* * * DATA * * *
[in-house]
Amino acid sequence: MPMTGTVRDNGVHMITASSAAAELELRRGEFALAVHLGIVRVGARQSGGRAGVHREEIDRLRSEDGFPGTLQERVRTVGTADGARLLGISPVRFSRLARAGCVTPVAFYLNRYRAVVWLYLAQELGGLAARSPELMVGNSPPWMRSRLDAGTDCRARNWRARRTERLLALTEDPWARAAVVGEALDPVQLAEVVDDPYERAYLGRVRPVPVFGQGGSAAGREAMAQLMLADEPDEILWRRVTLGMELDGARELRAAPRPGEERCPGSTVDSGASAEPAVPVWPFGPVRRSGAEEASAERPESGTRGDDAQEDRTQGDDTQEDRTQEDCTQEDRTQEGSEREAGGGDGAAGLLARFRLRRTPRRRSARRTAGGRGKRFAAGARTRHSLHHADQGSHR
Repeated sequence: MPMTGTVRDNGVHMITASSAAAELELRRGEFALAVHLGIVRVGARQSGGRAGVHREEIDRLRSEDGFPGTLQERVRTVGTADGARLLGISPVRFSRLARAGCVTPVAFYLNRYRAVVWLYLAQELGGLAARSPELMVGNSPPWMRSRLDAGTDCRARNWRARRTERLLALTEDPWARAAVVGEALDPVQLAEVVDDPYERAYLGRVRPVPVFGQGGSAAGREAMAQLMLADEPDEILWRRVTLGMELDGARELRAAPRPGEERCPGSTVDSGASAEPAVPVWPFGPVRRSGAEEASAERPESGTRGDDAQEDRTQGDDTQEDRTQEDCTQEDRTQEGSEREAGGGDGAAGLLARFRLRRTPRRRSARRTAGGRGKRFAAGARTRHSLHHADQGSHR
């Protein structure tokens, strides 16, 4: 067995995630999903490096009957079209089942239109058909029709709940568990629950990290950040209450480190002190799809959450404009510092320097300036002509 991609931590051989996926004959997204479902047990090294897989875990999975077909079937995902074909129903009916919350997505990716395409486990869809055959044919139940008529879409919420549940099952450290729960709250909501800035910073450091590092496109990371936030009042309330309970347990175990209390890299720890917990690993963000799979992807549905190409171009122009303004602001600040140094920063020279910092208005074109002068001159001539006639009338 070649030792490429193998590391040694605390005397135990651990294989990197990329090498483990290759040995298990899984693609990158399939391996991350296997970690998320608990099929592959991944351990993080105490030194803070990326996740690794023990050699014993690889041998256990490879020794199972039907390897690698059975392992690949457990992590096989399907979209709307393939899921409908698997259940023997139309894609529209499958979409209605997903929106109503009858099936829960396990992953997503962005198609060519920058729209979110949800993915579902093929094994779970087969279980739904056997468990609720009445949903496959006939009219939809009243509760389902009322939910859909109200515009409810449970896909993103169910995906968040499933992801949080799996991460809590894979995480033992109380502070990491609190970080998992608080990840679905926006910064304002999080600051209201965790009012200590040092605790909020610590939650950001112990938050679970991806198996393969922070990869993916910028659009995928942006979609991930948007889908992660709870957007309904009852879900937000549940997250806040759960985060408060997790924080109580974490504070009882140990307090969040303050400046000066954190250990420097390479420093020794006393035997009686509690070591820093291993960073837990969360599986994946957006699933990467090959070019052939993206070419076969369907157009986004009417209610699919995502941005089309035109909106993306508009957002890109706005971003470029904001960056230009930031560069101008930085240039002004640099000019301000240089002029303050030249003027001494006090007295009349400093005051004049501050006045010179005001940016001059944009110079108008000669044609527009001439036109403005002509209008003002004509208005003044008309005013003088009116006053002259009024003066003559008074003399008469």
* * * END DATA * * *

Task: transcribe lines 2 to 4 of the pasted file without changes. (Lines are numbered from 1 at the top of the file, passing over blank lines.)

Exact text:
Amino acid sequence: MPMTGTVRDNGVHMITASSAAAELELRRGEFALAVHLGIVRVGARQSGGRAGVHREEIDRLRSEDGFPGTLQERVRTVGTADGARLLGISPVRFSRLARAGCVTPVAFYLNRYRAVVWLYLAQELGGLAARSPELMVGNSPPWMRSRLDAGTDCRARNWRARRTERLLALTEDPWARAAVVGEALDPVQLAEVVDDPYERAYLGRVRPVPVFGQGGSAAGREAMAQLMLADEPDEILWRRVTLGMELDGARELRAAPRPGEERCPGSTVDSGASAEPAVPVWPFGPVRRSGAEEASAERPESGTRGDDAQEDRTQGDDTQEDRTQEDCTQEDRTQEGSEREAGGGDGAAGLLARFRLRRTPRRRSARRTAGGRGKRFAAGARTRHSLHHADQGSHR
Repeated sequence: MPMTGTVRDNGVHMITASSAAAELELRRGEFALAVHLGIVRVGARQSGGRAGVHREEIDRLRSEDGFPGTLQERVRTVGTADGARLLGISPVRFSRLARAGCVTPVAFYLNRYRAVVWLYLAQELGGLAARSPELMVGNSPPWMRSRLDAGTDCRARNWRARRTERLLALTEDPWARAAVVGEALDPVQLAEVVDDPYERAYLGRVRPVPVFGQGGSAAGREAMAQLMLADEPDEILWRRVTLGMELDGARELRAAPRPGEERCPGSTVDSGASAEPAVPVWPFGPVRRSGAEEASAERPESGTRGDDAQEDRTQGDDTQEDRTQEDCTQEDRTQEGSEREAGGGDGAAGLLARFRLRRTPRRRSARRTAGGRGKRFAAGARTRHSLHHADQGSHR
């Protein structure tokens, strides 16, 4: 067995995630999903490096009957079209089942239109058909029709709940568990629950990290950040209450480190002190799809959450404009510092320097300036002509 991609931590051989996926004959997204479902047990090294897989875990999975077909079937995902074909129903009916919350997505990716395409486990869809055959044919139940008529879409919420549940099952450290729960709250909501800035910073450091590092496109990371936030009042309330309970347990175990209390890299720890917990690993963000799979992807549905190409171009122009303004602001600040140094920063020279910092208005074109002068001159001539006639009338 070649030792490429193998590391040694605390005397135990651990294989990197990329090498483990290759040995298990899984693609990158399939391996991350296997970690998320608990099929592959991944351990993080105490030194803070990326996740690794023990050699014993690889041998256990490879020794199972039907390897690698059975392992690949457990992590096989399907979209709307393939899921409908698997259940023997139309894609529209499958979409209605997903929106109503009858099936829960396990992953997503962005198609060519920058729209979110949800993915579902093929094994779970087969279980739904056997468990609720009445949903496959006939009219939809009243509760389902009322939910859909109200515009409810449970896909993103169910995906968040499933992801949080799996991460809590894979995480033992109380502070990491609190970080998992608080990840679905926006910064304002999080600051209201965790009012200590040092605790909020610590939650950001112990938050679970991806198996393969922070990869993916910028659009995928942006979609991930948007889908992660709870957007309904009852879900937000549940997250806040759960985060408060997790924080109580974490504070009882140990307090969040303050400046000066954190250990420097390479420093020794006393035997009686509690070591820093291993960073837990969360599986994946957006699933990467090959070019052939993206070419076969369907157009986004009417209610699919995502941005089309035109909106993306508009957002890109706005971003470029904001960056230009930031560069101008930085240039002004640099000019301000240089002029303050030249003027001494006090007295009349400093005051004049501050006045010179005001940016001059944009110079108008000669044609527009001439036109403005002509209008003002004509208005003044008309005013003088009116006053002259009024003066003559008074003399008469």